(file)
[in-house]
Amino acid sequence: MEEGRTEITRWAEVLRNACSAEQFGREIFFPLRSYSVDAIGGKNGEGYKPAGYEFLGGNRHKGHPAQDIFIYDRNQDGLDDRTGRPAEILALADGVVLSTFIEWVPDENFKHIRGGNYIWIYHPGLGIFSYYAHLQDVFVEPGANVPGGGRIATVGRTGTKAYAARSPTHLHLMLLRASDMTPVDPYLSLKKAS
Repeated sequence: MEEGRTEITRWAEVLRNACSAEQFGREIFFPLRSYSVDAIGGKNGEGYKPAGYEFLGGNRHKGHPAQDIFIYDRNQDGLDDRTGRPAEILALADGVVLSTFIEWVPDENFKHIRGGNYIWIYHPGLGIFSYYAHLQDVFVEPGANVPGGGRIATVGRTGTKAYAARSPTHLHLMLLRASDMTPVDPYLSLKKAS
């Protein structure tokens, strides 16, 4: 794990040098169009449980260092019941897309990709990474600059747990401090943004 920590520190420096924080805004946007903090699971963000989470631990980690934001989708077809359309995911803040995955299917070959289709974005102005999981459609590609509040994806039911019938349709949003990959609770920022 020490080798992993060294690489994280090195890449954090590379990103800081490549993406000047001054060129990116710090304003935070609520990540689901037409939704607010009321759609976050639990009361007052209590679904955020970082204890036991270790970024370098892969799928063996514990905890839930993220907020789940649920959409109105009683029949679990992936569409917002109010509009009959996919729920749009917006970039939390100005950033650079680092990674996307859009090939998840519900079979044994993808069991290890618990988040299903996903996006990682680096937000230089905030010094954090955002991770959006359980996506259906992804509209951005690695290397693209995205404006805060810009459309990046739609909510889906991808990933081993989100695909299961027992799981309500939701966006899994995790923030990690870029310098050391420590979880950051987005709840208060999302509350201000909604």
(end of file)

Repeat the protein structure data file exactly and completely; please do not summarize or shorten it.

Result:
[in-house]
Amino acid sequence: MEEGRTEITRWAEVLRNACSAEQFGREIFFPLRSYSVDAIGGKNGEGYKPAGYEFLGGNRHKGHPAQDIFIYDRNQDGLDDRTGRPAEILALADGVVLSTFIEWVPDENFKHIRGGNYIWIYHPGLGIFSYYAHLQDVFVEPGANVPGGGRIATVGRTGTKAYAARSPTHLHLMLLRASDMTPVDPYLSLKKAS
Repeated sequence: MEEGRTEITRWAEVLRNACSAEQFGREIFFPLRSYSVDAIGGKNGEGYKPAGYEFLGGNRHKGHPAQDIFIYDRNQDGLDDRTGRPAEILALADGVVLSTFIEWVPDENFKHIRGGNYIWIYHPGLGIFSYYAHLQDVFVEPGANVPGGGRIATVGRTGTKAYAARSPTHLHLMLLRASDMTPVDPYLSLKKAS
């Protein structure tokens, strides 16, 4: 794990040098169009449980260092019941897309990709990474600059747990401090943004 920590520190420096924080805004946007903090699971963000989470631990980690934001989708077809359309995911803040995955299917070959289709974005102005999981459609590609509040994806039911019938349709949003990959609770920022 020490080798992993060294690489994280090195890449954090590379990103800081490549993406000047001054060129990116710090304003935070609520990540689901037409939704607010009321759609976050639990009361007052209590679904955020970082204890036991270790970024370098892969799928063996514990905890839930993220907020789940649920959409109105009683029949679990992936569409917002109010509009009959996919729920749009917006970039939390100005950033650079680092990674996307859009090939998840519900079979044994993808069991290890618990988040299903996903996006990682680096937000230089905030010094954090955002991770959006359980996506259906992804509209951005690695290397693209995205404006805060810009459309990046739609909510889906991808990933081993989100695909299961027992799981309500939701966006899994995790923030990690870029310098050391420590979880950051987005709840208060999302509350201000909604």